Mobile Web Design“Mobile first” CSS and getting Sass to help with legacy IE
“Even if you want to don’t want to use any of the Sass or Scss syntax, the pre-processor itself can help you to write your CSS in a “mobile first” manner (with multiple breakpoints), provide a “desktop” experience for IE 6/7/8, and avoid some of the performance or maintenance concerns that are sometimes present when juggling the two requirements.”

Ready to go out and design your next website? Try building with the Catalyst Framework.


Design Focus

Friday Focus 01/06/12: Look Alive!

Our first Friday Focus for the New Year is all about animated designs, a bit on the subtle side but sure to pique your interest nonetheless.

Designs of the Week



The page first loads the logo, then clicking on it displays a trail of circular navigation items for each section of the site. Hovering on each runs a vertically scrolling animation in the background, each unique to the item. Clicking then loads the content area either in the huge half-circle background sliding out from the top, or another slide-out area from the bottom. Nothing too crazy, but lots of fun, casual touches from the heading font choice to the scarcity in straight edges. There’s also a nice little bounce/delay effect in the portfolio slider, where the MBP screenshot “stops” before the iMac one.

RainyDay Interactive website

RainyDay Interactive

The gray droplets of rain appear to stagger diagonally downward, just as slowly as the ferris wheel turns—it’s not my usual expected behavior for rainfall and almost seems to be creeping instead of falling. Clicking around the area (wait to see your cursor change) reveals people holding black umbrellas appearing out of thin air and floating away. You might even chance upon a dinosaur. The portfolio items are arranged one after the other so it’s a tall website, and scrolling past the first screenful reveals a cloud menu affixed to the left, replacing the original one.

Reverend Danger website

Reverend Danger

This site plays two different animation modes in each section, which you can select by dragging the slider at the top: the pleasant “Reverend” and the more violent “Danger”. Also featured are tree stumps that pop up as you scroll past, and a slider with an added bouncing effect. All areas use simple animations—slides, flips, easing—but it’s the story and visuals that make them special.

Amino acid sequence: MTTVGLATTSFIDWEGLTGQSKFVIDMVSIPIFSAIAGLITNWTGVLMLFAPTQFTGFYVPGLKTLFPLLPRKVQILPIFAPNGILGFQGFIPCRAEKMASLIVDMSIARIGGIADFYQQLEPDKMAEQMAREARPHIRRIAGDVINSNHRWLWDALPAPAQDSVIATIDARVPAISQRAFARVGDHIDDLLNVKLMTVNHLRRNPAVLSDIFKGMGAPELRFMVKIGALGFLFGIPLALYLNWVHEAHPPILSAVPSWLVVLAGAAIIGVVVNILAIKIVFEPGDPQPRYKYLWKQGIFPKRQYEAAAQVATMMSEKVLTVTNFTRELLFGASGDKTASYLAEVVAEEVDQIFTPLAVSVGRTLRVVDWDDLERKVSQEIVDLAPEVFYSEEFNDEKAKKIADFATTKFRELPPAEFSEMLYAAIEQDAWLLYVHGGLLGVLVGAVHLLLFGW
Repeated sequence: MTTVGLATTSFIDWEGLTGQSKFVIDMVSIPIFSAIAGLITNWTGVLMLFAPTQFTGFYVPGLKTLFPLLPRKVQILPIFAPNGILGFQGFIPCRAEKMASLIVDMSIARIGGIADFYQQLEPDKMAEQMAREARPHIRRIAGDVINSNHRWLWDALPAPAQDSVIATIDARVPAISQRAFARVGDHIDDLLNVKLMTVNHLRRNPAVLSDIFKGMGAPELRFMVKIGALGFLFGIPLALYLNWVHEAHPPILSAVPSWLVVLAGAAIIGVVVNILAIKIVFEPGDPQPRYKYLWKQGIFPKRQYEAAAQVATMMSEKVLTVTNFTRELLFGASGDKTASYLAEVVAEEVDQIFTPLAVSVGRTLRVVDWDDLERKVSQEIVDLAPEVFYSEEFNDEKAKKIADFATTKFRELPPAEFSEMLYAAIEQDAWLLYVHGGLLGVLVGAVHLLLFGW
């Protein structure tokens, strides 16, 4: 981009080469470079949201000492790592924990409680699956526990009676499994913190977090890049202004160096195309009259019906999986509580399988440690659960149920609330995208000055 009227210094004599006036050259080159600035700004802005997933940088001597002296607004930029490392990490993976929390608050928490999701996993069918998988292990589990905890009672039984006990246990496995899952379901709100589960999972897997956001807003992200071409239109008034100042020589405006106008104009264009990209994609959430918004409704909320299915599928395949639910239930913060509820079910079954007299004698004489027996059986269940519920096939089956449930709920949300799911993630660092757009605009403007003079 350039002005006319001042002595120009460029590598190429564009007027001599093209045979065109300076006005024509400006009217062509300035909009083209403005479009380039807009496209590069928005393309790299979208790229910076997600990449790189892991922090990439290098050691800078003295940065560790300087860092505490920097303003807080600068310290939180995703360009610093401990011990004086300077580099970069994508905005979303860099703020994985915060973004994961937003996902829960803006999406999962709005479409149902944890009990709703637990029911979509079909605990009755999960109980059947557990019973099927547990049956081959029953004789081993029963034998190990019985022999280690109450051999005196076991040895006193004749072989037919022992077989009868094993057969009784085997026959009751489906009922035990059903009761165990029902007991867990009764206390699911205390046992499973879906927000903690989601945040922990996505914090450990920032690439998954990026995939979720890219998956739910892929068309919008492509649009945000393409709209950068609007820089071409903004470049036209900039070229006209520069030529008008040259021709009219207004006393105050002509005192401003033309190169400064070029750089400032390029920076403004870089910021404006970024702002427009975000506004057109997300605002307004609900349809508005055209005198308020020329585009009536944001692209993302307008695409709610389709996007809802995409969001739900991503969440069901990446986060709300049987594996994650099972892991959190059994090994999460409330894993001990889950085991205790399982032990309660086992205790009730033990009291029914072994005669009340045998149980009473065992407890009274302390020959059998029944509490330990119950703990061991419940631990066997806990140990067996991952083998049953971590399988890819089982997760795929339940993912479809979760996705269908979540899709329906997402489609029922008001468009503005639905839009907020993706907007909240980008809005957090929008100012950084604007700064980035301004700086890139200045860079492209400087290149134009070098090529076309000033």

Colin Grist's website

Colin Grist

There’s only one small animation here and it’s the smoke coming out of the cowboy’s gun. I like how it looks random or unpredictable enough although it does look just a little pixelated at some points. The slanting text in the top navigation gives a small, old-style touch, while the four circles repeat in the social icons at the bottom.

Harrison Pensa LLP - Season's Greetings website

Harrison Pensa LLP - Season's Greetings

Here’s another on a very short list of sites with the scroll-to-zoom effect, and in this case it’s zooming out instead of zooming in. But that’s only half the story, below it is a shooting game of snowmen and snowballs. I think I only gripe is the two things kind of handicap the scrolling so once you’ve gone down you won’t be able to go up unless you use the “Top” link, which actually reloads the page instead of jumping upwards with an anchor.

Create Digital Media website

Create Digital Media

Here the animations occur in the slider, albeit one you can’t control (at least a pause on hover would be nice). I like the concept of using CMYK colors for each graphic (also on other pages), tying everything together. Other sections remain warm and neutral.

Social Media Weekly

DesignKetchup Bottles & The Physicality Of Design
“You may not immediately notice these little details, but they make digital interfaces appear more valuable, like little hand-crafted executive paperweights: expensive, heavy and solid.”

CSSSeven things still missing from CSS
“CSS has come a long way but it’s not perfect (yet). Molly Holzschlag, passionate standardista and open web evangelist, quizzed her peers to find out what they see as the most frustrating aspects of CSS.”

User ExperienceA plea for progressive enhancement
“For this ubiquity to truly benefit all of us (not just those of us with a high income, or the latest phone) we have to start building sites using solid, future friendly principles such as progressive enhancement…not just when it’s handy or simple, but all the time.”

CSS, OptimizationProfiling CSS for fun and profit. Optimization notes.
“As our pages/apps become more interactive, the complexity of CSS increases, and browsers start to support more and more “advanced” CSS features, CSS performance will probably become even more important.”

Tools, HTML, CSSAnimatable
“Create, serve and track HTML5/CSS3 animations for desktop, Android, Blackberry QNX, iOS and WebOS mobile devices.”

MobileTest on Real Mobile Devices without Breaking the Bank
“Mobile is the future of the web, so it’s time to start investing in some mobile devices. “